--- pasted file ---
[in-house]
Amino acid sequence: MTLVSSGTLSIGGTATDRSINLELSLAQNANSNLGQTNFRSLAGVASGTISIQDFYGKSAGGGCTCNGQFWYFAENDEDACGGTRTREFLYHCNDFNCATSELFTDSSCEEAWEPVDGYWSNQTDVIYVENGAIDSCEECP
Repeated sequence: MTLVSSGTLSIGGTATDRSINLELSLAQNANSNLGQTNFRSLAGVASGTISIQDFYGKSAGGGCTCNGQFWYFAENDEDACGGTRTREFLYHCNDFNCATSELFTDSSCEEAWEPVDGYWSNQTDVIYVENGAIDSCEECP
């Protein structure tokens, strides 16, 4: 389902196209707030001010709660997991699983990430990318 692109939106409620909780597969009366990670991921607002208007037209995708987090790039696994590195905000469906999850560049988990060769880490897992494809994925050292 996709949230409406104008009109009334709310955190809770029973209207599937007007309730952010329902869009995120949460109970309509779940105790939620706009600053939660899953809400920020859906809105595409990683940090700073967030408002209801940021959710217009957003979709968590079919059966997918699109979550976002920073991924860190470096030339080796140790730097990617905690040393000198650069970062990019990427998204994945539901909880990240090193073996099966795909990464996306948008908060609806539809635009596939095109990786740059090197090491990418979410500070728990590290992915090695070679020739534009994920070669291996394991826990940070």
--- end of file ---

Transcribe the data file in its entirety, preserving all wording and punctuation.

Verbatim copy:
[in-house]
Amino acid sequence: MTLVSSGTLSIGGTATDRSINLELSLAQNANSNLGQTNFRSLAGVASGTISIQDFYGKSAGGGCTCNGQFWYFAENDEDACGGTRTREFLYHCNDFNCATSELFTDSSCEEAWEPVDGYWSNQTDVIYVENGAIDSCEECP
Repeated sequence: MTLVSSGTLSIGGTATDRSINLELSLAQNANSNLGQTNFRSLAGVASGTISIQDFYGKSAGGGCTCNGQFWYFAENDEDACGGTRTREFLYHCNDFNCATSELFTDSSCEEAWEPVDGYWSNQTDVIYVENGAIDSCEECP
């Protein structure tokens, strides 16, 4: 389902196209707030001010709660997991699983990430990318 692109939106409620909780597969009366990670991921607002208007037209995708987090790039696994590195905000469906999850560049988990060769880490897992494809994925050292 996709949230409406104008009109009334709310955190809770029973209207599937007007309730952010329902869009995120949460109970309509779940105790939620706009600053939660899953809400920020859906809105595409990683940090700073967030408002209801940021959710217009957003979709968590079919059966997918699109979550976002920073991924860190470096030339080796140790730097990617905690040393000198650069970062990019990427998204994945539901909880990240090193073996099966795909990464996306948008908060609806539809635009596939095109990786740059090197090491990418979410500070728990590290992915090695070679020739534009994920070669291996394991826990940070």